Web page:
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Crohn's disease in Bangladeshis and Europeans in Britain: an epidemiological comparison in Tower Hamlets.
  1. C. S. Probert,
  2. V. Jayanthi,
  3. D. J. Pollock,
  4. S. I. Baithun,
  5. J. F. Mayberry,
  6. D. S. Rampton
  1. Leicester General Hospital, UK.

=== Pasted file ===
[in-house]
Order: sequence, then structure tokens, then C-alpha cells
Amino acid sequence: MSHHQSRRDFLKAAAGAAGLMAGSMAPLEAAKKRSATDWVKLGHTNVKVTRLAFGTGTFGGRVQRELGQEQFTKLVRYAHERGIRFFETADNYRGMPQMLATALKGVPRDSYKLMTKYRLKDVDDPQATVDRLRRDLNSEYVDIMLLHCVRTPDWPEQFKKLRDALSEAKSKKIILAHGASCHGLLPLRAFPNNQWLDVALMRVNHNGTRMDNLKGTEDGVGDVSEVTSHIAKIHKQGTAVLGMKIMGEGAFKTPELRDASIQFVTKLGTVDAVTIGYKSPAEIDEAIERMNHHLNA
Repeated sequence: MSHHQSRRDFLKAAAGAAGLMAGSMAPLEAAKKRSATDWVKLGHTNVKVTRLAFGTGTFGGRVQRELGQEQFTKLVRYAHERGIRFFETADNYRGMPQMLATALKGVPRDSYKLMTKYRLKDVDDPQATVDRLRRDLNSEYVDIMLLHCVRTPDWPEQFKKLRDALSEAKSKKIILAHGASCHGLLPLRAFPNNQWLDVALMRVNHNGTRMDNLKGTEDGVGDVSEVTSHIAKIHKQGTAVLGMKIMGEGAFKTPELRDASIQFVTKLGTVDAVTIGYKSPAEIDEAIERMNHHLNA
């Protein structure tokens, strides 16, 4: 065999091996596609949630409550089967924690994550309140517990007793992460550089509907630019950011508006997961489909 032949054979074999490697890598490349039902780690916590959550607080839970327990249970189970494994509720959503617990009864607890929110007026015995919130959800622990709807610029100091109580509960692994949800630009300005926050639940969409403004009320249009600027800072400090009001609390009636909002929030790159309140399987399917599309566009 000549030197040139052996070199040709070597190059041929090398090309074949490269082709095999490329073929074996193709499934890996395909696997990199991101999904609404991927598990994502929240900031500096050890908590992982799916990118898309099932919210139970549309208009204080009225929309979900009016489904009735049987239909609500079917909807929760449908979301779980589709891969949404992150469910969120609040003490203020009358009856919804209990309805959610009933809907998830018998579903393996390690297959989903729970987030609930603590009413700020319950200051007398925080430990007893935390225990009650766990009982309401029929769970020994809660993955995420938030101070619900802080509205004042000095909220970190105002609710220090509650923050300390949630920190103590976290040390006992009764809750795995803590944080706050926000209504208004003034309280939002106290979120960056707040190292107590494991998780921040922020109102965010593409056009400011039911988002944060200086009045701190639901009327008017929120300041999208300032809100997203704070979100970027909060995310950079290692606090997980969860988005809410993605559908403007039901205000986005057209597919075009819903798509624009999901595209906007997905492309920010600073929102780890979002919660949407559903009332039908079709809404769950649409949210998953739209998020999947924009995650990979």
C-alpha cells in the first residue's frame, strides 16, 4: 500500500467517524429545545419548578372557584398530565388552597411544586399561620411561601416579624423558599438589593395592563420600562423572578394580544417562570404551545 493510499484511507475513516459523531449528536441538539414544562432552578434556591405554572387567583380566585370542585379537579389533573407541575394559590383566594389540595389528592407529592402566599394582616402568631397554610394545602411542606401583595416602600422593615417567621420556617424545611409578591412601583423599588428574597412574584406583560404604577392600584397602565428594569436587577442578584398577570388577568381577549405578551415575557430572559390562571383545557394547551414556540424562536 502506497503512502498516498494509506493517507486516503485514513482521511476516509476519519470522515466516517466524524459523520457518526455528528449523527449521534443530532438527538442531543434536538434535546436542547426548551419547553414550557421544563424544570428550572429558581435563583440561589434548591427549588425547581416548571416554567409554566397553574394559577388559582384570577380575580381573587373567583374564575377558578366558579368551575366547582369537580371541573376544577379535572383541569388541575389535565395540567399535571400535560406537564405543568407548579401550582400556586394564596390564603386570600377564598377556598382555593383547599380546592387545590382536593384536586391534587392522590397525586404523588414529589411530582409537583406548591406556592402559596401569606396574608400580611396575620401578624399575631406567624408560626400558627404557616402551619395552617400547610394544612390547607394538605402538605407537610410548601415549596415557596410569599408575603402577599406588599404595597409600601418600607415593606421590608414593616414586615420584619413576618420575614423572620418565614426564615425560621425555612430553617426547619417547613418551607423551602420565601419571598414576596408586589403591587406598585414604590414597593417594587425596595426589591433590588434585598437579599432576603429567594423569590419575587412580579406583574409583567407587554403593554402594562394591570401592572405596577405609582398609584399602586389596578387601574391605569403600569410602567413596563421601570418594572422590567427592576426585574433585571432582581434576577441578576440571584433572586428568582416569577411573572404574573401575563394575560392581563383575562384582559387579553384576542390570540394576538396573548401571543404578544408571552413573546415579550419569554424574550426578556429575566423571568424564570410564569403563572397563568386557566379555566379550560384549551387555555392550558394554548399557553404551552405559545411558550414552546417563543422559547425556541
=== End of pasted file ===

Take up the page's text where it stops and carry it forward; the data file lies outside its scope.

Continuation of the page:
The incidence of Crohn's disease in a defined Bangladeshi community was assessed in a retrospective, epidemiological study in the London Borough of Tower Hamlets from 1972 to 1989. The borough population of 164,000 includes over 28,000 Bangladeshis. Potential cases were identified from hospital pathology and medical records. There were 99 cases of Crohn's disease during the study period, of which five were Bangladeshi. The mean standardized incidence in Bangladeshis was 1.2/10(5)/year in the 1970s and 2.3/10(5)/year in the 1980s compared with 3.8/10(5)/year and 4.1/10(5)/year in Europeans, and 4.6/10(5)/year and 5.4/10(5)/year in West Indians, respectively. None of the changes with time was statistically significant. There were no cases amongst Hindus. The relative risk to Europeans, compared to Bangladeshis, was 2.5 during the 1970s and 2.0 in the 1980s. The difference between European incidence and that of other ethnic groups was not statistically significant; however, the number of Bangladeshi cases was small (five), and diminishes the power of the study. The apparent similarity of the incidences of Crohn's disease in Bangladeshis and Europeans contrasts with findings in other South Asians. Further investigations of the differences in incidence of Crohn's disease in South Asians is needed.

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